- The Washington Times - Thursday, September 25, 2003

Congress was clear in its intentions when it allocated half-a-million dollars for the National Academy of Sciences (NAS) to develop a cost-effective strategy for reducing and preventing underage drinking. Essential to the study, Congress asked for a review of existing federal, state and non-governmental programs. Instead of meeting this mandate, NAS squandered $500,000 in taxpayer money and turned the study into an opportunity for panelists to vilify a legal industry.

The National Beer Wholesalers Association (NBWA) strongly supported Congress’ mandate, with the understanding that the study would be conducted in a fair and unbiased manner. As strong opponents of illegal underage drinking, we viewed this as a tremendous opportunity to identify real solutions to the very serious issue of underage drinking.

What Congress received, however, were preordained conclusions from a biased panel of neo-prohibitionists, who unilaterally changed the scope and direction of the study. To fight underage drinking, NAS’ misguided recommendations include raising taxes on beer, restricting advertising and a taxpayer-funded national media campaign. In short, they produced nothing more than a modern-day update to Carrie Nation’s handbook.

Raising taxes on beer will not prevent underage drinking, but will punish the 90 million adults of legal drinking age who enjoy our product. If increased taxes were a successful deterrent, then underage drinking should have dropped dramatically in high-tax states such as Alaska and Florida. But this is not the case. There is no data indicating a pattern that higher taxes lower the occurrence of illegal underage drinking, and NAS had no science to rely on to make this recommendation.



Already, approximately 44 percent of the cost of every beer sold in the United States today is consumed by taxes. This comes largely out of the pockets of America’s lower- and middle-income taxpayers, since more than half of all beer sold is consumed in households with less than $45,000 annual income.

The study also states that the value of alcohol industry programs to eliminate underage drinking lack “documented evidence of effectiveness.” This is an interesting conclusion, given the fact that many of the 125 industry responsibility programs submitted were never opened by the panel. Since these programs were initiated, real progress has been documented. According to government data, underage drinking has declined significantly in the past two decades, and currently 83 percent of youth do not drink illegally. Additionally, a 2002 study sponsored by UCLA revealed that beer drinking among college freshmen had declined 37 percent in the last two decades.

Assertions that restricting advertising and initiating taxpayer-funded media campaigns will reduce underage drinking are dually bogus. The same day the NAS report was released, the Federal Trade Commission (FTC) applauded the self-regulation practices of the alcohol industry and revealed that they “found no evidence of targeting underage consumers.”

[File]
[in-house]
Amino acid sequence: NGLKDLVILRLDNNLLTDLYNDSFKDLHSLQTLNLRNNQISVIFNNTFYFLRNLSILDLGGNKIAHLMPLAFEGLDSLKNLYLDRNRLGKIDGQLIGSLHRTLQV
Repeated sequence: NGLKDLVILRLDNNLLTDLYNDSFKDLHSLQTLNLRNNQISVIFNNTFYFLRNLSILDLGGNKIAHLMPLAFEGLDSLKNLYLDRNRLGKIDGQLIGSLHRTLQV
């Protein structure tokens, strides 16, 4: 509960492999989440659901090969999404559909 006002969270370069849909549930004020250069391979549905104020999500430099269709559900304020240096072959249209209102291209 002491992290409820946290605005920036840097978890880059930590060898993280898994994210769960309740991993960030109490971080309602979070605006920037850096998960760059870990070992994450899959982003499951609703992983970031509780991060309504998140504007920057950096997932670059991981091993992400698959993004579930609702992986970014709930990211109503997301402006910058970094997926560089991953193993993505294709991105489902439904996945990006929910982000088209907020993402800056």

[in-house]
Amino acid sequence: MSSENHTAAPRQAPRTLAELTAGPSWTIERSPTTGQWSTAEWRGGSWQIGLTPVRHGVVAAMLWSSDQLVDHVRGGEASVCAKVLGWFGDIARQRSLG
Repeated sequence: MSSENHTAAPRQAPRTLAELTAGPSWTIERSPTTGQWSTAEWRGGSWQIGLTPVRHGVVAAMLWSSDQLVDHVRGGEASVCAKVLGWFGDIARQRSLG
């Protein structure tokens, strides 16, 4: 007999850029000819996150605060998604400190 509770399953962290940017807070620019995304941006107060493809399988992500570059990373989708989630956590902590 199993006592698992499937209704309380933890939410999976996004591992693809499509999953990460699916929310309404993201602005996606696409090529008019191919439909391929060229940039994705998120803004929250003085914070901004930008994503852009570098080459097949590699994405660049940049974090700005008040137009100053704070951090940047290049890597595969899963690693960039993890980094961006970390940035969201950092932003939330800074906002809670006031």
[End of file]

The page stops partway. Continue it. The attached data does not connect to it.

If the FTC recognized our rigorous industry codes for responsible marketing and advertising, why did it escape the NAS?

Adam Chafetz, who heads a worldwide intervention program promoting responsible sale and consumption of alcohol, agrees that these unproven theories are not the right approach to underage drinking. “Rather than expensive, short-term national media campaigns costing millions of dollars?we should require young people to be part of the solution, educating them about the consequences of underage drinking at an early age. Advertising campaigns do not directly affect behavior. Discussions about responsible behavior with parents, friends and peers are the key to shaping a young person’s behavior.”

The report was clearly lacking in the attention paid to proven methods of reducing underage drinking, such as increasing involvement by parents and teachers; enforcing existing laws; and the value of successful industry responsibility programs that are taxpayer-free. America’s beer wholesalers actively promote all of these initiatives in their commitment to ensure the products they distribute are consumed responsibly by adults of legal age.

In an insult to Congress and the American taxpayer, NAS never intended to follow the study’s original intent. This is no surprise, since at least five panelists had previously advocated tax increases or restrictive alcohol access. Not to mention eight of the 12 panelists had ties to largest anti-alcohol advocacy group in the nation — the Robert Wood Johnson Foundation. By federal law, these conflicted individuals should never have been on the panel.

It’s then no wonder that Citizens Against Government Waste called the study a “sham” and a “waste of taxpayer money.” The misguided efforts of NAS were so obvious that 140 members of Congress wrote to NAS encouraging the panel to follow Congress’ original intent. Administration officials also encouraged NAS to work with all relevant stakeholders, including advocacy groups and the licensed beverage industry. While these requests were largely ignored by the panel, these members of Congress and Health and Human Services officials should be commended for trying to keep the process on the right track.

Illegal underage drinking deserves the nation’s serious attention. It doesn’t deserve a non-scientific study focusing on unproven methods that fail to identify real solutions. Congress took the first step in asking for a credible, scientific and unbiased study to attack underage drinking. They stepped up to the plate. Unfortunately, the NAS struck out.

David K. Rehr is president of the National Beer Wholesalers Association.

Sign up for Daily Newsletters

Manage Newsletters

Copyright © 2020 The Washington Times, LLC. Click here for reprint permission.

Please read our comment policy before commenting.

 

Click to Read More and View Comments

Click to Hide